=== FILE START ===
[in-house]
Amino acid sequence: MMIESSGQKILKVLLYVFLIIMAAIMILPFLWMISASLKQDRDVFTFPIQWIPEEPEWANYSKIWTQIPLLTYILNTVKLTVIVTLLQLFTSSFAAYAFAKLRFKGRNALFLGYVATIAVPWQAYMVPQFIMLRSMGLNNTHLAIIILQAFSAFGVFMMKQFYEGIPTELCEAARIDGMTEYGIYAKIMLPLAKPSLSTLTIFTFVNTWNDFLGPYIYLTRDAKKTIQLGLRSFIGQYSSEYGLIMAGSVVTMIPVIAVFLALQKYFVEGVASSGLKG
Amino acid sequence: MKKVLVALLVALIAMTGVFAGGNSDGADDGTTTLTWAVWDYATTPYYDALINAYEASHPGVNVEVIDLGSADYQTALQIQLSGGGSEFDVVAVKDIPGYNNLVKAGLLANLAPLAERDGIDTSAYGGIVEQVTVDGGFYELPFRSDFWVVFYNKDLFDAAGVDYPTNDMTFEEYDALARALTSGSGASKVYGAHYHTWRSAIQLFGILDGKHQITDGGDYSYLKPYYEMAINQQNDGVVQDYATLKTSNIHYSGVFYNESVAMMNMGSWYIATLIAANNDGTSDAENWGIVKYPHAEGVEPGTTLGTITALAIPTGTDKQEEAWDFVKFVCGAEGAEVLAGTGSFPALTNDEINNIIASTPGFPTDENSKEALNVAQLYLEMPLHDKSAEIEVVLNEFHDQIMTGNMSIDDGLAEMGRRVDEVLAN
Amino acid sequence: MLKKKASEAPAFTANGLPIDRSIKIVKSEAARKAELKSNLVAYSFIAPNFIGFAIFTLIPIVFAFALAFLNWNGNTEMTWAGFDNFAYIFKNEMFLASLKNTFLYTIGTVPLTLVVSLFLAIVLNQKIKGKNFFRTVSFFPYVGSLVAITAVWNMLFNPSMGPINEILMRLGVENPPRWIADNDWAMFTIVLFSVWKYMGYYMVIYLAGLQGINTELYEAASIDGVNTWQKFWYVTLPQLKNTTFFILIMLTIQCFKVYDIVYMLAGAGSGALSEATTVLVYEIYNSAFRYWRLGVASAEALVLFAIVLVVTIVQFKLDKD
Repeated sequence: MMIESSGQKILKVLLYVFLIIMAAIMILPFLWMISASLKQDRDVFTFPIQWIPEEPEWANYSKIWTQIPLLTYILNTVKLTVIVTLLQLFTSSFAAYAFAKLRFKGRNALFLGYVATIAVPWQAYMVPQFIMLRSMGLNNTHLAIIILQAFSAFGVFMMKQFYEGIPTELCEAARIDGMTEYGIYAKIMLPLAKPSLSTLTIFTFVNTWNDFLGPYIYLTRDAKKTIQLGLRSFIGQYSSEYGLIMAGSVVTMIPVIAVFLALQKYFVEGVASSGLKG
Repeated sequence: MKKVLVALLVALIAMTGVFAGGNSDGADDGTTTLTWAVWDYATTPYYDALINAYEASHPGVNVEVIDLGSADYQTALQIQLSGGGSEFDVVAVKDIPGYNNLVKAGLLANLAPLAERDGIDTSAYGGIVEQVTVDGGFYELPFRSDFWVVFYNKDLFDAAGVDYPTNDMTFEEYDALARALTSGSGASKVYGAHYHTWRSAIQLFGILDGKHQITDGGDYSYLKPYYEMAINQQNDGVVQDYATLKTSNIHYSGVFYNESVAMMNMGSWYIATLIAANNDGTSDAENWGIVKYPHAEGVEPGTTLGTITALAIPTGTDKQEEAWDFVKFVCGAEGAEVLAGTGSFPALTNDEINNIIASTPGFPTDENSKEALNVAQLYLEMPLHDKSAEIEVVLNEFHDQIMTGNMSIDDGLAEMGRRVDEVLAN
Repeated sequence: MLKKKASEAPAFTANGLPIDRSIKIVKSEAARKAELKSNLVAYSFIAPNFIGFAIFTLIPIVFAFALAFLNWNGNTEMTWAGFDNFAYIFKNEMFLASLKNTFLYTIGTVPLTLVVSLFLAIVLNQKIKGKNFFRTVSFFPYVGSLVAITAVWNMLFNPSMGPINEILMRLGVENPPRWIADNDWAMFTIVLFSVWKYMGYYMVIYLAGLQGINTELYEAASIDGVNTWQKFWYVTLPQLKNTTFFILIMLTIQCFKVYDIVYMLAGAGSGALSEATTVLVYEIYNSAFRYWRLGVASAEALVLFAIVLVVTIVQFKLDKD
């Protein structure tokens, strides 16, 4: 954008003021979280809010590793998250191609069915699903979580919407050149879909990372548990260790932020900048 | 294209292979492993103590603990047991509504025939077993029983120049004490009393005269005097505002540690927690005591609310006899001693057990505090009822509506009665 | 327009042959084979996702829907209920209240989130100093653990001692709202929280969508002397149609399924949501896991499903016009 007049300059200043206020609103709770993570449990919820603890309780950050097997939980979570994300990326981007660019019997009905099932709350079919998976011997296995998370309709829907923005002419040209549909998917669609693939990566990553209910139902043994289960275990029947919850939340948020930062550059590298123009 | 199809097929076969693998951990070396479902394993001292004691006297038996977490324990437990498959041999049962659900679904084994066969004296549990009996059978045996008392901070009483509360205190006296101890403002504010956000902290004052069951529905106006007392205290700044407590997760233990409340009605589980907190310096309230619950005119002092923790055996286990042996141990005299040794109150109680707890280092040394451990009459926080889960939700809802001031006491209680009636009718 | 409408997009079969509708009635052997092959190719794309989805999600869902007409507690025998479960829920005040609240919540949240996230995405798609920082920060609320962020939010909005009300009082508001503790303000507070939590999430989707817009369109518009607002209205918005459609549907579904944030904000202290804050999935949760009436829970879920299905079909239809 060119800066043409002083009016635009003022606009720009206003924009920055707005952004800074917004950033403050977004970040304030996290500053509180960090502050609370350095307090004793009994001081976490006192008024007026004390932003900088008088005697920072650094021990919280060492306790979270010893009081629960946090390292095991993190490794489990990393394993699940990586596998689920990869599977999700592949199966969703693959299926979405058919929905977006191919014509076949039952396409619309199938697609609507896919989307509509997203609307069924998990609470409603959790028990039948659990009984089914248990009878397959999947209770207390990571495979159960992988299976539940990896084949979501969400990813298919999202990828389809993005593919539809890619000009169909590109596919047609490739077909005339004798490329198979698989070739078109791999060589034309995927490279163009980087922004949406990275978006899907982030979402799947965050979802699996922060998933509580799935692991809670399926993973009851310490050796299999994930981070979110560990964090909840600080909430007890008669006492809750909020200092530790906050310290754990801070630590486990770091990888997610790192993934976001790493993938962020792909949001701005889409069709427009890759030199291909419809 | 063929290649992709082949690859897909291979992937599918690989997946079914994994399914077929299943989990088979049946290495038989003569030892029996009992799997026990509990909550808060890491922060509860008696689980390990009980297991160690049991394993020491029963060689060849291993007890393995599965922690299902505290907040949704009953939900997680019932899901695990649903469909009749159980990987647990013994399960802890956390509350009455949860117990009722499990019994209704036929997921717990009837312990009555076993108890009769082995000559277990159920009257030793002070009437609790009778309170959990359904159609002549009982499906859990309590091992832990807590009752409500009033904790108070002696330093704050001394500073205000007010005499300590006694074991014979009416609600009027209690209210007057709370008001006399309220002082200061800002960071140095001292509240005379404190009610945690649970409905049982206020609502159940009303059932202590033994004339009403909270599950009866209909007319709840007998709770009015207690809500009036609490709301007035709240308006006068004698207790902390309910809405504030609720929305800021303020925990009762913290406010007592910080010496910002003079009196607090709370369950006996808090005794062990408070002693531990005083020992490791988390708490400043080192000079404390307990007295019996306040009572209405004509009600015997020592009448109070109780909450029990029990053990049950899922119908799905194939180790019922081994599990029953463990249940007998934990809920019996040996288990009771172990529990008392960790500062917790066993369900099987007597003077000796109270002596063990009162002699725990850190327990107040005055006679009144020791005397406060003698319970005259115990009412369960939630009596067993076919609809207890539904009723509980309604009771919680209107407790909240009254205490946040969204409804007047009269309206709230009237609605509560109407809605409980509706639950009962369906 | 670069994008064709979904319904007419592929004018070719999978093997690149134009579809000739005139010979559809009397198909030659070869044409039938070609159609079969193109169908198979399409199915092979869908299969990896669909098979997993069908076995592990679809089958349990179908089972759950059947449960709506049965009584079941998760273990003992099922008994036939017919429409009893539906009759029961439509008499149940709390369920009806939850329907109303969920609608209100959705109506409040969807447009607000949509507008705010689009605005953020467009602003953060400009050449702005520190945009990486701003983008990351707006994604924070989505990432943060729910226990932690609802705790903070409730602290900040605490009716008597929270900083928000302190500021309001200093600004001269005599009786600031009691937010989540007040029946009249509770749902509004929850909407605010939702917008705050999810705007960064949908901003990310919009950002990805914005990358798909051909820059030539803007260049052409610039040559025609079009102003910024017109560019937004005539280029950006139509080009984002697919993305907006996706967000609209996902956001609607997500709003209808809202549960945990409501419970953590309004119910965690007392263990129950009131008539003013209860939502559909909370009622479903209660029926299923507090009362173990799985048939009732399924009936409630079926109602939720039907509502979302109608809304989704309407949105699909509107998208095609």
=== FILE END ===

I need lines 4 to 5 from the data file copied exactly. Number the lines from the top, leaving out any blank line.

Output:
Amino acid sequence: MLKKKASEAPAFTANGLPIDRSIKIVKSEAARKAELKSNLVAYSFIAPNFIGFAIFTLIPIVFAFALAFLNWNGNTEMTWAGFDNFAYIFKNEMFLASLKNTFLYTIGTVPLTLVVSLFLAIVLNQKIKGKNFFRTVSFFPYVGSLVAITAVWNMLFNPSMGPINEILMRLGVENPPRWIADNDWAMFTIVLFSVWKYMGYYMVIYLAGLQGINTELYEAASIDGVNTWQKFWYVTLPQLKNTTFFILIMLTIQCFKVYDIVYMLAGAGSGALSEATTVLVYEIYNSAFRYWRLGVASAEALVLFAIVLVVTIVQFKLDKD
Repeated sequence: MMIESSGQKILKVLLYVFLIIMAAIMILPFLWMISASLKQDRDVFTFPIQWIPEEPEWANYSKIWTQIPLLTYILNTVKLTVIVTLLQLFTSSFAAYAFAKLRFKGRNALFLGYVATIAVPWQAYMVPQFIMLRSMGLNNTHLAIIILQAFSAFGVFMMKQFYEGIPTELCEAARIDGMTEYGIYAKIMLPLAKPSLSTLTIFTFVNTWNDFLGPYIYLTRDAKKTIQLGLRSFIGQYSSEYGLIMAGSVVTMIPVIAVFLALQKYFVEGVASSGLKG